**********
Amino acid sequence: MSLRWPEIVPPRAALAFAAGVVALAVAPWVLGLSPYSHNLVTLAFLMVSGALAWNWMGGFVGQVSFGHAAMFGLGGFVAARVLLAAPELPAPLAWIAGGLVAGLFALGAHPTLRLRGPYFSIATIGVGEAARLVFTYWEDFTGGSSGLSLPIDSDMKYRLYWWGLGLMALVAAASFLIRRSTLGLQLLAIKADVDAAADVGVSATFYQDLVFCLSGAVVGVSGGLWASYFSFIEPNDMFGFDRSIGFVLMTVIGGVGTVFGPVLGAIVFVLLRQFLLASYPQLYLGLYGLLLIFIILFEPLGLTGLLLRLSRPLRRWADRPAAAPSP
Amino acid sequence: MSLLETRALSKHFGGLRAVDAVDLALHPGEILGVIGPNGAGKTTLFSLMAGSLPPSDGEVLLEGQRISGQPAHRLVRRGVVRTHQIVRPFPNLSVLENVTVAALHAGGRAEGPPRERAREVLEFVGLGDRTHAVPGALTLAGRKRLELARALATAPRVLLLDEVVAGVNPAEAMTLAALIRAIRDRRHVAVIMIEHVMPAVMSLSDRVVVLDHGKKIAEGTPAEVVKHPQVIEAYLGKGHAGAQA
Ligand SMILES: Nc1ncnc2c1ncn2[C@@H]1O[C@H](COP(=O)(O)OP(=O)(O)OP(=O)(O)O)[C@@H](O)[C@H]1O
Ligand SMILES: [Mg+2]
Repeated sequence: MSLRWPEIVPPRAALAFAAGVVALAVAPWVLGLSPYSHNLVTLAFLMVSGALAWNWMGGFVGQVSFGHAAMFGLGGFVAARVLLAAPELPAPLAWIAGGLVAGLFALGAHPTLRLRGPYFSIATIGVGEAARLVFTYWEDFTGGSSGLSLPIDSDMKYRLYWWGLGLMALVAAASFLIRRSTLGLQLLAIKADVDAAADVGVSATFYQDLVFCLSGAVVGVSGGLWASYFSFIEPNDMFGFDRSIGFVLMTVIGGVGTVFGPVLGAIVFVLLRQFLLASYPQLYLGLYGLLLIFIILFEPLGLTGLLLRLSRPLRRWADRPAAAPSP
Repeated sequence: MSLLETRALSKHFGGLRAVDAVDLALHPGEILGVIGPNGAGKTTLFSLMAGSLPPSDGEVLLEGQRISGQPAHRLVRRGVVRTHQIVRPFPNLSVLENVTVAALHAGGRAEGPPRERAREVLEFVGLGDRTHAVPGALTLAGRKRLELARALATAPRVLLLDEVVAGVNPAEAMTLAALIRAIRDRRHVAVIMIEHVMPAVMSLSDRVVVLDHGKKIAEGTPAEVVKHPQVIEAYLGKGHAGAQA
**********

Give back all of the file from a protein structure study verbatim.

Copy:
Amino acid sequence: MSLRWPEIVPPRAALAFAAGVVALAVAPWVLGLSPYSHNLVTLAFLMVSGALAWNWMGGFVGQVSFGHAAMFGLGGFVAARVLLAAPELPAPLAWIAGGLVAGLFALGAHPTLRLRGPYFSIATIGVGEAARLVFTYWEDFTGGSSGLSLPIDSDMKYRLYWWGLGLMALVAAASFLIRRSTLGLQLLAIKADVDAAADVGVSATFYQDLVFCLSGAVVGVSGGLWASYFSFIEPNDMFGFDRSIGFVLMTVIGGVGTVFGPVLGAIVFVLLRQFLLASYPQLYLGLYGLLLIFIILFEPLGLTGLLLRLSRPLRRWADRPAAAPSP
Amino acid sequence: MSLLETRALSKHFGGLRAVDAVDLALHPGEILGVIGPNGAGKTTLFSLMAGSLPPSDGEVLLEGQRISGQPAHRLVRRGVVRTHQIVRPFPNLSVLENVTVAALHAGGRAEGPPRERAREVLEFVGLGDRTHAVPGALTLAGRKRLELARALATAPRVLLLDEVVAGVNPAEAMTLAALIRAIRDRRHVAVIMIEHVMPAVMSLSDRVVVLDHGKKIAEGTPAEVVKHPQVIEAYLGKGHAGAQA
Ligand SMILES: Nc1ncnc2c1ncn2[C@@H]1O[C@H](COP(=O)(O)OP(=O)(O)OP(=O)(O)O)[C@@H](O)[C@H]1O
Ligand SMILES: [Mg+2]
Repeated sequence: MSLRWPEIVPPRAALAFAAGVVALAVAPWVLGLSPYSHNLVTLAFLMVSGALAWNWMGGFVGQVSFGHAAMFGLGGFVAARVLLAAPELPAPLAWIAGGLVAGLFALGAHPTLRLRGPYFSIATIGVGEAARLVFTYWEDFTGGSSGLSLPIDSDMKYRLYWWGLGLMALVAAASFLIRRSTLGLQLLAIKADVDAAADVGVSATFYQDLVFCLSGAVVGVSGGLWASYFSFIEPNDMFGFDRSIGFVLMTVIGGVGTVFGPVLGAIVFVLLRQFLLASYPQLYLGLYGLLLIFIILFEPLGLTGLLLRLSRPLRRWADRPAAAPSP
Repeated sequence: MSLLETRALSKHFGGLRAVDAVDLALHPGEILGVIGPNGAGKTTLFSLMAGSLPPSDGEVLLEGQRISGQPAHRLVRRGVVRTHQIVRPFPNLSVLENVTVAALHAGGRAEGPPRERAREVLEFVGLGDRTHAVPGALTLAGRKRLELARALATAPRVLLLDEVVAGVNPAEAMTLAALIRAIRDRRHVAVIMIEHVMPAVMSLSDRVVVLDHGKKIAEGTPAEVVKHPQVIEAYLGKGHAGAQA